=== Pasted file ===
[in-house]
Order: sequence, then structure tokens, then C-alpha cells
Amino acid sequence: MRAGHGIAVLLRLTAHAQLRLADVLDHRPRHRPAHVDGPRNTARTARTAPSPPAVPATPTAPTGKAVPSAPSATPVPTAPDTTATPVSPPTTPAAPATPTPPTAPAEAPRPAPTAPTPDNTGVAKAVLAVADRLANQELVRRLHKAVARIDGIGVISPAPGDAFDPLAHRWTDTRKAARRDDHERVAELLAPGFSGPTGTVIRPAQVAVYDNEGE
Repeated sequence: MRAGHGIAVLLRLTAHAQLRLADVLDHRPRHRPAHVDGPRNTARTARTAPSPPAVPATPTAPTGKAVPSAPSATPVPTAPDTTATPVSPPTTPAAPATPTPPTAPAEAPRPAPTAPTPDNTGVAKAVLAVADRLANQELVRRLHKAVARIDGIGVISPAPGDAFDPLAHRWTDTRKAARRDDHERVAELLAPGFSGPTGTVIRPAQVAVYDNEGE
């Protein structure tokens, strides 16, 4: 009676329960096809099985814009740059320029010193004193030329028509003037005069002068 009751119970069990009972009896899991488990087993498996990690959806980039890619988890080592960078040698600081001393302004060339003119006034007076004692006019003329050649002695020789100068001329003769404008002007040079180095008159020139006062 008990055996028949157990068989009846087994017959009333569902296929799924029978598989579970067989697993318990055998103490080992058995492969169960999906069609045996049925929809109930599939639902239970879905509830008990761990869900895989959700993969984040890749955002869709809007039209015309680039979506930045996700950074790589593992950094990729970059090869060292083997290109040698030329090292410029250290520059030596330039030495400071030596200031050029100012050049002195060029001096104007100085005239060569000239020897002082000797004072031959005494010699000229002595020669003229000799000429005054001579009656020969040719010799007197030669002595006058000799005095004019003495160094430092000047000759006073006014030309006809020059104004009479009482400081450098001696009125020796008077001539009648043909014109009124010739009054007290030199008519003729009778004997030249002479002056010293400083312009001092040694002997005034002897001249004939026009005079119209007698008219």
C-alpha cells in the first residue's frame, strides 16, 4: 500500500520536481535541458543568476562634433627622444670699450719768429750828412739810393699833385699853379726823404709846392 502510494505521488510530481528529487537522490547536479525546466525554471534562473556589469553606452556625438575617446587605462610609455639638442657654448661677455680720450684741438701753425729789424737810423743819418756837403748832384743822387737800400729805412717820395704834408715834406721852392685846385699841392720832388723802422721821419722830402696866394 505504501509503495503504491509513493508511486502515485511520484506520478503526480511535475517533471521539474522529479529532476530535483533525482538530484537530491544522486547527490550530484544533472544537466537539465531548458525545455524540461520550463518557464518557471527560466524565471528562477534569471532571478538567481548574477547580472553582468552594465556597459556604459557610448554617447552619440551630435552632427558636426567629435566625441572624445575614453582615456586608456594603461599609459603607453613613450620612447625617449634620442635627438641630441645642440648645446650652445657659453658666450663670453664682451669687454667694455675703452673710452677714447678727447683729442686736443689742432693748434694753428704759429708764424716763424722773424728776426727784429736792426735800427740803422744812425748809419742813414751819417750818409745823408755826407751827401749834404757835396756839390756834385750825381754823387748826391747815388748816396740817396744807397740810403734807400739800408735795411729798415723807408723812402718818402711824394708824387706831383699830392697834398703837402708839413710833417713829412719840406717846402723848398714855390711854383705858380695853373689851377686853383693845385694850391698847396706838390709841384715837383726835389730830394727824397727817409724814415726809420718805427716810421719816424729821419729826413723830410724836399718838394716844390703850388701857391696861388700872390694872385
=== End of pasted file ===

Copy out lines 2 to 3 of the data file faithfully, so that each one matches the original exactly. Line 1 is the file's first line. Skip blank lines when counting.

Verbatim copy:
Order: sequence, then structure tokens, then C-alpha cells
Amino acid sequence: MRAGHGIAVLLRLTAHAQLRLADVLDHRPRHRPAHVDGPRNTARTARTAPSPPAVPATPTAPTGKAVPSAPSATPVPTAPDTTATPVSPPTTPAAPATPTPPTAPAEAPRPAPTAPTPDNTGVAKAVLAVADRLANQELVRRLHKAVARIDGIGVISPAPGDAFDPLAHRWTDTRKAARRDDHERVAELLAPGFSGPTGTVIRPAQVAVYDNEGE